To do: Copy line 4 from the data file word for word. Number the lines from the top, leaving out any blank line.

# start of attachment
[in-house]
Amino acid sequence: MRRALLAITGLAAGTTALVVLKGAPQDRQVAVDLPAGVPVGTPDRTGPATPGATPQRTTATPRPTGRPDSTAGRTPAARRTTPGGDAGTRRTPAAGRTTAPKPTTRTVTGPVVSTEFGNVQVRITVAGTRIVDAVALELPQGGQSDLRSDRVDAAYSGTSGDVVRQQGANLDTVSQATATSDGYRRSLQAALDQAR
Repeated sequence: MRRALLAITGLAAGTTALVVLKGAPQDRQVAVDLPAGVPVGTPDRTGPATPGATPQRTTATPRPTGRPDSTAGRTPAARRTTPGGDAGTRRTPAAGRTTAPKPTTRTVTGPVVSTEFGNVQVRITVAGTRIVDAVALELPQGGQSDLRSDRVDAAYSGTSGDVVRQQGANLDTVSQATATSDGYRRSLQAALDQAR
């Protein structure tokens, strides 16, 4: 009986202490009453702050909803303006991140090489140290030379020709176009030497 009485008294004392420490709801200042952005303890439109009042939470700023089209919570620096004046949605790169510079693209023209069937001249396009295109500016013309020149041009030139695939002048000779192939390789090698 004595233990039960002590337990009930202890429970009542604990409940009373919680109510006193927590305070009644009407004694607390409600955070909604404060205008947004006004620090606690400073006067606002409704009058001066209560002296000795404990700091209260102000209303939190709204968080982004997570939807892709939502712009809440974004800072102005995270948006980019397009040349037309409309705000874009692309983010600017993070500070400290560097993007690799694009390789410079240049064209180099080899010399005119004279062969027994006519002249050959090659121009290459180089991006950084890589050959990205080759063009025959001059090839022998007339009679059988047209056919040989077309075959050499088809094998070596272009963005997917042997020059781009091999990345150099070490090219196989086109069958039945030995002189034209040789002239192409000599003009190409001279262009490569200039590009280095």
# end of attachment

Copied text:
């Protein structure tokens, strides 16, 4: 009986202490009453702050909803303006991140090489140290030379020709176009030497 009485008294004392420490709801200042952005303890439109009042939470700023089209919570620096004046949605790169510079693209023209069937001249396009295109500016013309020149041009030139695939002048000779192939390789090698 004595233990039960002590337990009930202890429970009542604990409940009373919680109510006193927590305070009644009407004694607390409600955070909604404060205008947004006004620090606690400073006067606002409704009058001066209560002296000795404990700091209260102000209303939190709204968080982004997570939807892709939502712009809440974004800072102005995270948006980019397009040349037309409309705000874009692309983010600017993070500070400290560097993007690799694009390789410079240049064209180099080899010399005119004279062969027994006519002249050959090659121009290459180089991006950084890589050959990205080759063009025959001059090839022998007339009679059988047209056919040989077309075959050499088809094998070596272009963005997917042997020059781009091999990345150099070490090219196989086109069958039945030995002189034209040789002239192409000599003009190409001279262009490569200039590009280095």